Oct. 13 (Bloomberg) -- Yields on Brazil’s most-traded interest-rate futures contracts fell on speculation that slower economic growth in China will cut into demand for commodities, helping curb inflation in Latin America’s biggest economy.
Yields on the contracts due in January 2013 fell one basis point, or 0.01 percentage point, to 10.45 percent, from 10.46 percent on Oct. 11. Brazilian markets were closed yesterday for a holiday. The real gained 1.4 percent to 1.7510 per dollar, from 1.7759 on Oct. 11.
The Standard & Poor’s GSCI Index of raw materials fell for the first time in seven days as China said its exports increased the least since February and the customs bureau warned of “severe” challenges. A slowdown in China would affect developing nations, worsening the global financial crisis, Brazilian Finance Minister Guido Mantega told reporters today in Paris.
“The external scenario is very uncertain,” said Alfredo Barbutti, an economist at Sao Paulo-based brokerage Liquidez DTVM Ltda. “The central bank should be more cautious.”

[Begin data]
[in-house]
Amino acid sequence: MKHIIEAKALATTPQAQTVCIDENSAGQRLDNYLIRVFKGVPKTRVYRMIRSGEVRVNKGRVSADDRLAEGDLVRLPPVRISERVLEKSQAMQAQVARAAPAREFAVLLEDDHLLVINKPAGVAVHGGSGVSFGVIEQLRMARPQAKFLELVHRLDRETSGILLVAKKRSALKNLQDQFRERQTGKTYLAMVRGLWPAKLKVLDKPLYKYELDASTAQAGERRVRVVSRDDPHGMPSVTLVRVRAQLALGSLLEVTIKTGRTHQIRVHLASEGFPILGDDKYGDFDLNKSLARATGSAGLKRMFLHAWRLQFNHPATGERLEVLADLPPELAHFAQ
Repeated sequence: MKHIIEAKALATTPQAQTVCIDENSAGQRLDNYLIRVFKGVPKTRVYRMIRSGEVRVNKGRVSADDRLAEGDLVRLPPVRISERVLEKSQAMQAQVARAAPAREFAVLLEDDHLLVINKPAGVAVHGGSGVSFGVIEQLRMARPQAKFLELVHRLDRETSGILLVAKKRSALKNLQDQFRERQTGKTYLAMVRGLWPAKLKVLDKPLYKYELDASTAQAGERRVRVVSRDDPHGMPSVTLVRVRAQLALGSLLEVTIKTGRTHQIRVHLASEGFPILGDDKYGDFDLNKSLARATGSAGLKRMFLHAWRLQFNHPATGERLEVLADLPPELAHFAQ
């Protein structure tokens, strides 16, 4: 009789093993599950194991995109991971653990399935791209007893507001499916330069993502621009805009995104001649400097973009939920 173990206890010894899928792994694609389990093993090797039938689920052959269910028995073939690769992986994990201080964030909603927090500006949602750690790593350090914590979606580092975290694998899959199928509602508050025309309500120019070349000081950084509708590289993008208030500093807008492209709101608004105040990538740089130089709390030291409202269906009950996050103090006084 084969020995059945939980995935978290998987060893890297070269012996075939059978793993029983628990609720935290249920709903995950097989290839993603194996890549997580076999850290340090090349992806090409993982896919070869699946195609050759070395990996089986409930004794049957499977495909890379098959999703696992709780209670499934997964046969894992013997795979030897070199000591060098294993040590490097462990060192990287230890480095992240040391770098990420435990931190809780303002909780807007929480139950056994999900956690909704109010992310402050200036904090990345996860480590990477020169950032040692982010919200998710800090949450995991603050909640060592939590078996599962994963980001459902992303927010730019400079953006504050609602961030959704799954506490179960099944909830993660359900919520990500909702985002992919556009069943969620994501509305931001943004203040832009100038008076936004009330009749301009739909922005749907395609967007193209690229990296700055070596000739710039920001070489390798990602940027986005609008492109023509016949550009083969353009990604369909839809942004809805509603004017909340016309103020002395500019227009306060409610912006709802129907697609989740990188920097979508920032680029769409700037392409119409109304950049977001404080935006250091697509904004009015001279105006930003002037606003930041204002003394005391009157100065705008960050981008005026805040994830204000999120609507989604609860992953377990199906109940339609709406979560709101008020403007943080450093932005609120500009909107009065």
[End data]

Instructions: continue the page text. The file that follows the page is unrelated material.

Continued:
Trading in futures contracts suggests traders are betting Brazil’s central bank will lower the benchmark interest rate at least 50 basis points from 12 percent at its Oct. 19 policy meeting, according to data compiled by Bloomberg.
Policy makers unexpectedly cut the benchmark interest rate a half percentage point on Aug. 31 on concern the slowing global economy would crimp growth in Brazil. Central bank President Alexandre Tombini said last week that “moderate” cuts in borrowing costs will help shield the economy from the European debt crisis, without compromising the inflation target.
An index tracking Brazil’s economic activity contracted 0.53 percent in August from the previous month, the most since December 2008, the central bank said today. The median forecast of 13 economists surveyed by Bloomberg was for a decline of 0.4 percent.
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